News:
Welcome, Guest. Please login or register.

Author Topic: Sir Jeffrey Amherst  (Read 4316 times)

0 Members and 1 Guest are viewing this topic.

Offline HERB COLLECTOR

  • Established Member
  • *****
  • Posts: 1400
  • Appreciation 218
Re: Sir Jeffrey Amherst
« Reply #6 on: August 31, 2017, 21:21:22 »
Here's three of merc's photos, unfortunately smaller than the originals.

Offline HERB COLLECTOR

  • Established Member
  • *****
  • Posts: 1400
  • Appreciation 218
Re: Sir Jeffrey Amherst
« Reply #5 on: July 04, 2016, 18:01:34 »
Jeffrey Amherst and Smallpox Blankets
Lord Jeffrey Amherst's letters discussing germ warfare against American Indians.
Article by Peter d'Errico.
http://www.nativeweb.org/pages/legal/amherst/lord_jeff.html
Mirror link if above site goes down @ http://www.umass.edu/legal/derrico/amherst/lord_jeff.html

Below from Wikipedia

One of the most infamous and well documented issues during Pontiac's War was the use of biological warfare against the Native Americans. The suggestion was posed by Amherst himself in letters to Colonel Henry Bouquet. Amherst, having learned that smallpox had broken out among the garrison at Fort Pitt, and after learning of the loss of his forts at Venago, Le Boeuf and Presqu'Isle, wrote to Colonel Bouquet:

Could it not be contrived to send the small pox among the disaffected tribes of Indians? We must on this occasion use every stratagem in our power to reduce them.

Bouquet, who was already marching to relieve Fort Pitt, agreed with this suggestion in a postscript when he responded to Amherst just days later on 13 July 1763.

P.S. I will try to inoculate [sic] the Indians by means of Blankets that may fall into their hands, taking care however not to get the disease myself. It is a pity to oppose good men against them, I wish we could make use of the Spaniard's Method, and hunt them with English Dogs. Supported by Rangers, and some Light Horse, who would I think effectively extirpate or remove that Vermine.

In response, also in a postscript, Amherst replied:

P.S. You will do well to try to inoculate [sic] the Indians by means of Blankets, as well as to try Every other method that can serve to Extirpate this Execrable Race. I should be very glad your Scheme for Hunting them Down by Dogs could take Effect, but England is at too great a Distance to think of that at present.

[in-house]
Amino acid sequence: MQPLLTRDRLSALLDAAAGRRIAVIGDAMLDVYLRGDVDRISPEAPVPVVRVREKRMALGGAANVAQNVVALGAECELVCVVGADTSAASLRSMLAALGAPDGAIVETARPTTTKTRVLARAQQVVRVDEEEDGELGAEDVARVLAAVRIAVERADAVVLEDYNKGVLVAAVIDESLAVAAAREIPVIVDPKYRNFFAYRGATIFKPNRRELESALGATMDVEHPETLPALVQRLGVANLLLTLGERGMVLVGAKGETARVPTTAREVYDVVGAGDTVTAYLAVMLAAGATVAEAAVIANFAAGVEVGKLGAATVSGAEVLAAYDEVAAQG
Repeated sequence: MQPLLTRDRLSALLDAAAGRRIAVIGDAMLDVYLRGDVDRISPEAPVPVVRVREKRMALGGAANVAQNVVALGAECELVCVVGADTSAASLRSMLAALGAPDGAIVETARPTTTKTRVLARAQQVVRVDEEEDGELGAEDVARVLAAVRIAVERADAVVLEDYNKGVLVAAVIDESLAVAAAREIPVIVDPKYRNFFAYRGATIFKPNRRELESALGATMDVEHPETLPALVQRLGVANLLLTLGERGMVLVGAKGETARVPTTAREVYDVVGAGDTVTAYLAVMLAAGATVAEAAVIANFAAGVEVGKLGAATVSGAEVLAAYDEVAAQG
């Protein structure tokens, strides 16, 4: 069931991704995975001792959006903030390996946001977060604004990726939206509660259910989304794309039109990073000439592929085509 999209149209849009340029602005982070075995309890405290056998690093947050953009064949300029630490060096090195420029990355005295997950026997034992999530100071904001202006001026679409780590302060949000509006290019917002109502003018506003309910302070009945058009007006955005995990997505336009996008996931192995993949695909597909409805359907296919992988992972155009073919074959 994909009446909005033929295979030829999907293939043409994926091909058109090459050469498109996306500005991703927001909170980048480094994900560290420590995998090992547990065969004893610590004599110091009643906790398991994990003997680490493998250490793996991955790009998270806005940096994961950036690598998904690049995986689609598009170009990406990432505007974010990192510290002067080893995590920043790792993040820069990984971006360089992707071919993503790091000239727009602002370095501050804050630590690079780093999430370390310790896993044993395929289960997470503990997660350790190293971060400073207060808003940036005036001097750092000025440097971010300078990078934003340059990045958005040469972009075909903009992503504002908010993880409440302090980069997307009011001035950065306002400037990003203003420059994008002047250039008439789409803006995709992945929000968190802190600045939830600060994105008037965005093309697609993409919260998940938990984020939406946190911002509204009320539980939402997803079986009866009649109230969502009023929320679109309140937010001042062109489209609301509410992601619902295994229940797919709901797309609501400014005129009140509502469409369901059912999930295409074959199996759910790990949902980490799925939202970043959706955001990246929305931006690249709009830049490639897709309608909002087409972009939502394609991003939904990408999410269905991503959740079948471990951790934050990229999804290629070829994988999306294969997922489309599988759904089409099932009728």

Historians Elizabeth Fenn and Benedict Kiernan have shown,"Fort Pitt had anticipated these orders. Reporting on parleys with Dalaware chiefs on June 24, a trader [William Trent] wrote: '[We] gave them two Blankets and an Handkerchief out of the Small Pox Hospital. I hope it will have the desired effect.' The military hospital records confirm that two blankets and handkerchiefs were 'taken from people in the Hospital to Convey the Smallpox to the Indians.' The fort commander paid for these items, which he certified 'were had for the uses above mentioned.' Historian Elizabeth Fenn has documented 'the eruption of epidemic smallpox' among Delaware and Shawnee Indians nearby, about the time the blankets were distributed."


seafordpete

  • Guest
Re: Sir Jeffrey Amherst
« Reply #4 on: June 01, 2010, 20:26:37 »
Apparently he bought the woods around Seal as they reminded him of Canada. The pub, variously Crown Point Inn or Sir Jeffrey Amherst, was a hunting lodge he had built. In the 1960s it still was a cosy little place with antlers and deerskins draped over the stools. Then Whitbread bought it..................................

merc

  • Guest
Re: Sir Jeffrey Amherst
« Reply #3 on: May 29, 2010, 14:08:29 »
The Jeffrey Amherst Monument in St. Nicholas Church, Sevenoaks.


Offline kyn

  • Administrator
  • Established Member
  • *****
  • Posts: 7407
  • Appreciation 419
    • Sheppey History
Re: Sir Jeffrey Amherst
« Reply #2 on: May 28, 2010, 22:44:04 »
Merc, you are a treasure!  You always pick really interesting things to hunt out  :)

merc

  • Guest
Sir Jeffrey Amherst
« Reply #1 on: May 28, 2010, 21:06:06 »
Jeffrey Amherst was born in Riverhead, Sevenoaks, on January 29, 1717. By the time he was 14 years old, his military career had already begun. He is most famous for his actions in the French and Indian War, as he helped lead the British to crucial victories at Louisbourg, Quebec City, and Montreal, in his campaign on the St. Lawrence River in New France. The latter two victories essentially sealed the fate of the French in North America, and brought an end the war. After the Siege of Montreal, Amherst was knighted and named military governor of Canada, a positioned he held until 1763. Returning to England, he lived at a house he called Montreal, in Riverhead, not far from where he had lived as a boy. He served as Commander in Chief of the British army from 1772 - 95. He was created a baron in 1776 and a field marshal in 1796. Jeffrey died in 1797 and was buried at St. Nicholas Churchyard, Sevenoaks.

His house at Montreal Park no longer exists, and much of the land where the Amherst Estate was has been built on with housing. However, an obelisk erected by him still stands on a hill in one of the gardens.












 

BloQcs design by Bloc
SMF 2.0.11 | SMF © 2015, Simple Machines